by Robert Rabbin
My father died of heart failure
at 53. For years, I watched him leave the house every
morning, never excited, never eager, never inspired. He
walked silently through the door, a look of resignation
on his face. He did not go to work with his heart, and
his heart failed him through neglect.
My father’s legacy to me was
that I should not work for a living, and I haven’t. I
prefer to say that I play for a living. With my father’s
last face still alive in my mind—vivid in his coffin—I
do not say this as a matter of semantics. I loved my
father and I was heartbroken that he died the way he
He died from a lack of passion.
He died so young because he did not follow his heart to
the work his heart would have led him to. I have tried
to live differently. I have tried to live my passions,
to put my shovel in that ground which is moist and rich
with nutrients for my heart and which invigorates my
soul. As I analyze the nutrient-rich soil of my
"work" I find four distinct elements.
The first element of
work-as-play is enthusiasm: we have to want to do the
work we do. It has to ignite our deep love for living.
We have to reach out with a full yes with our full
presence, and do that work with our whole fiery spirit.
We might not always know exactly why we’re doing it,
but we must know in our heart, in the truth-knowing
fluid of our soul’s arteries, that it is right. This
rightness is different from explanation or reason or
rationale. This rightness is intuitive and inevitable:
it is a wind rampaging in the cavernous depths of our
life-giving breathing place.
The second element is freedom.
When we choose or accept, we are no one’s slave, no
one’s victim. We are under no obligation. We work from
our heart, with devotion. Where there is devotion there
is freedom. We love our work because our work reveals
who we are. We become intimate with our work and those
with whom we work, because the revelations of our soul
in what we do has a depth of feeling which exposes our
inside to the outside. What we do is, as Rumi said, the
beauty that we love. Beauty, love, and work, when
blended together, can be called play.
When we are free, we can tell
the truth, and this is the third element. In freedom,
there is no fear, no controlling mechanism to intimidate
or coerce us. So, we can let what is inside come
outside. We can give full expression to our artistic
pulse, our soaring energy, our bold declarations, and
our daring inventions. We let our full artistry and
passion pour out and over everything we touch. Sharing
the truth of our deep love and joy is another hallmark
Work-as-play is part
enthusiasm, part freedom, part authentic
The fourth element is
commitment. Commitment is not something we do. It is not
willful. Commitment does not reinforce work-as-play, as
timbers hold up a roof. Commitment is a state of being
in which the juice of life, the life force, rushes madly
from lover to beloved. How could we not give ourselves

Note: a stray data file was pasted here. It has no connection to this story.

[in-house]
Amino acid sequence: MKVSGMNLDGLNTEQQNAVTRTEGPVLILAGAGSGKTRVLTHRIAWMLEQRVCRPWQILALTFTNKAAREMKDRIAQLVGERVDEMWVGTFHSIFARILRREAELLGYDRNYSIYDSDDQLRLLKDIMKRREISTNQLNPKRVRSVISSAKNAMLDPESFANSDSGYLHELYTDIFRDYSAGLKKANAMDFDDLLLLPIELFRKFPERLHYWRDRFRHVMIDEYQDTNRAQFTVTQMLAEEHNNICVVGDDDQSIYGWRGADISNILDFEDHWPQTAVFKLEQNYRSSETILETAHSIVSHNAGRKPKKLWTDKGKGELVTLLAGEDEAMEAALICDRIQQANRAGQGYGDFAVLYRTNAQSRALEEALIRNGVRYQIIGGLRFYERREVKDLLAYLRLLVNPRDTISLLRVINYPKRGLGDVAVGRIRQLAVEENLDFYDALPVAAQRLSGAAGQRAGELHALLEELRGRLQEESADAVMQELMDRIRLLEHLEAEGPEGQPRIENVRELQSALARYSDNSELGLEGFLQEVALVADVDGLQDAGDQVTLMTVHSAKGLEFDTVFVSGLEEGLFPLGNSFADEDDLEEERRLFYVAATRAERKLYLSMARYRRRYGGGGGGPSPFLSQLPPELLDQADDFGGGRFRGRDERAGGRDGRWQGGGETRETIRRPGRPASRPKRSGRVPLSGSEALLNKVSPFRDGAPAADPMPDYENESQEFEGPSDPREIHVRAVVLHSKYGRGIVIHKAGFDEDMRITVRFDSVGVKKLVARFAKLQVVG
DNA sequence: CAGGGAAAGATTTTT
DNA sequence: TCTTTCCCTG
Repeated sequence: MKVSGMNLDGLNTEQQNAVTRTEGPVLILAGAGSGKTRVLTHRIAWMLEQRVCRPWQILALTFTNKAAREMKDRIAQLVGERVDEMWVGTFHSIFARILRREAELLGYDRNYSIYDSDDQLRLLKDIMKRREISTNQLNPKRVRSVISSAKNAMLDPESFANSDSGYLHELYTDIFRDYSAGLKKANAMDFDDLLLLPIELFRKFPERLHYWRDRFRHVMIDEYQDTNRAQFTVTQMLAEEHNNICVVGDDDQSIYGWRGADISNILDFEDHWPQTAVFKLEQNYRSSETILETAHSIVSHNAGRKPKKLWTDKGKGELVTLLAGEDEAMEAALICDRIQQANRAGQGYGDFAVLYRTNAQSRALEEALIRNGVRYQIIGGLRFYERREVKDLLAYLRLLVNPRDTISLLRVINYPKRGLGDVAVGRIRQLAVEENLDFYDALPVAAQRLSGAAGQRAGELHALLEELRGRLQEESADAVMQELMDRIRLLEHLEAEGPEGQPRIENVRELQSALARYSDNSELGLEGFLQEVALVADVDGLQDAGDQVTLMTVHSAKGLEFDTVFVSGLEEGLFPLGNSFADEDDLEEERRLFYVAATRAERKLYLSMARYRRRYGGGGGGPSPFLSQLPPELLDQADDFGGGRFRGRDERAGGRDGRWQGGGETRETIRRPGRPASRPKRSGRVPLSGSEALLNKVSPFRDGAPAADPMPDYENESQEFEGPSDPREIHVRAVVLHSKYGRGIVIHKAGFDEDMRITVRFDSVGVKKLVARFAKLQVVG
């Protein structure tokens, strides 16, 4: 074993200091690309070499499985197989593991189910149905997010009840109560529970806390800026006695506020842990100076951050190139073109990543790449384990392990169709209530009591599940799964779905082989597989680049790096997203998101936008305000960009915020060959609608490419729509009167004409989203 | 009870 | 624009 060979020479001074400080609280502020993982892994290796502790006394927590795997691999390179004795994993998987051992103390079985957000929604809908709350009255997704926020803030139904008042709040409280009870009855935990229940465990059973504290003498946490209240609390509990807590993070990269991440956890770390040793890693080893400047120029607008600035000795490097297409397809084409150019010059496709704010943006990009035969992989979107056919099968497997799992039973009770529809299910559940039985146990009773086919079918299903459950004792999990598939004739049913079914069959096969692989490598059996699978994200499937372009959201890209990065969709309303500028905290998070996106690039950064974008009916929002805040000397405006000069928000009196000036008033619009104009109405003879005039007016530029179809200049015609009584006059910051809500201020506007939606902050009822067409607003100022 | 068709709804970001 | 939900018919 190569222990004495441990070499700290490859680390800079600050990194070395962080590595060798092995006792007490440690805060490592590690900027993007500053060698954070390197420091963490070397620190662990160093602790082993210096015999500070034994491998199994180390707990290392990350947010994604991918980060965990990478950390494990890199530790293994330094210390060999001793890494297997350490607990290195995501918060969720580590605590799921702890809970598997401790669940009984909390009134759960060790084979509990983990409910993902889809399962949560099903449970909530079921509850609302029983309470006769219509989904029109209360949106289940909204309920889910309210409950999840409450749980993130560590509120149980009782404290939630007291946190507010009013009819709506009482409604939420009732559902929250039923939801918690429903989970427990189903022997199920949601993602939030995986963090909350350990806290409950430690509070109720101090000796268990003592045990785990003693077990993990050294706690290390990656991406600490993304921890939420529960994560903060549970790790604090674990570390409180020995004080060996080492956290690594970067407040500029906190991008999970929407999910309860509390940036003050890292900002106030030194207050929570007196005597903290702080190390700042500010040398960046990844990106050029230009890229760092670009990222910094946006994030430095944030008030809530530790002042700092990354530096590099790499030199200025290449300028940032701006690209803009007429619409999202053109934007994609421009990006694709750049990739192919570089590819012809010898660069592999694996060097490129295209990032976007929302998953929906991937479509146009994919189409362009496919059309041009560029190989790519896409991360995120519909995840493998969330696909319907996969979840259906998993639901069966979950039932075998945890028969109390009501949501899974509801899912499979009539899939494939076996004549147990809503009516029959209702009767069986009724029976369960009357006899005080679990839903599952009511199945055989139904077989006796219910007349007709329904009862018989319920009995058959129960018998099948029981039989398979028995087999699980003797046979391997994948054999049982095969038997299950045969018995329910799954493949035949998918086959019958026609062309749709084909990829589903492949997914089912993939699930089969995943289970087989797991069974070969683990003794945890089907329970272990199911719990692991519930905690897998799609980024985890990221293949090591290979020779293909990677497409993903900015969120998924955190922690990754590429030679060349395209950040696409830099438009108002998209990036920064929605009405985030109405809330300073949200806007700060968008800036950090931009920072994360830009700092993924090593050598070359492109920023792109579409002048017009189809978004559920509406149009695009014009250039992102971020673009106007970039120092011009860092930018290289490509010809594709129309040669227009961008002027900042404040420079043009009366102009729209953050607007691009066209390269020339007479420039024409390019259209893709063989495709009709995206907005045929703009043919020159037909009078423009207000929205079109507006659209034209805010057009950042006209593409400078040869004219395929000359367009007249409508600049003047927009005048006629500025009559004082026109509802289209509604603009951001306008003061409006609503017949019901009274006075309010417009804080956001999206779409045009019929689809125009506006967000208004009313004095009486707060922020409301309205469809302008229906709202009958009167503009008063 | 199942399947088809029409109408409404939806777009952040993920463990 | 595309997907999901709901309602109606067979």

fully, totally, absolutely to what we most love?
Commitment is thus effortless, because it is natural to
live at the farthest edge of giving when one is in love.
We must do what we do; our heart demands it, our soul
craves it—we will not ever hold back one ounce.
Commitment is a state of being whose aura is devotion,
freedom, and self-expression.
Perhaps there are other
elements contained within this notion of work-as-play,
but they will start to turn back onto themselves. They
will become mirrored images of each other. We can say
that work-as-play involves a sense of meaning. But
meaning will always be wordlessly present when we choose
and accept what moves from deeply within us.
We can say there must be a
feeling of purpose, but there is no higher purpose than
that love of our doing. It is purpose enough. We might
say that work-as-play should serve and benefit others.
Is there any greater service than to the soul? Is there
any gift given to another greater than freedom?
My father’s legacy to me is
this: grab hold of your soul and do not let go. Follow
it. Do not hesitate. Do not negotiate. Do not
equivocate. Follow, and be free.
Rabbin/All Rights Reserved
Robert Rabbin has had a
lifelong interest in the true nature of Self and
reality. In 1969, he began researching mystic traditions
and practicing meditation and self-inquiry. In 1973,
Robert trekked overland to India where he met meditation
master Swami Muktananda, with whom he studied for the
next ten years.
Since 1985, Robert has been
leading self-inquiry seminars, designing spirit-based
corporate retreats, serving as an executive advisor to
visionary leaders of numerous organizations, and
speaking with business, spiritual, and academic
Robert is the author of several
books. His newest, "Echoes of Silence: Awakening
the Meditative Spirit," will be released in the
Fall of 2000.
For additional information,
please visit Robert’s web site: www.robrabbin.com.
of Robert's Books:
The Sacred Hub: Living in Your Real Self
Invisible Leadership: Igniting the Soul at Work
Silence Of The Heart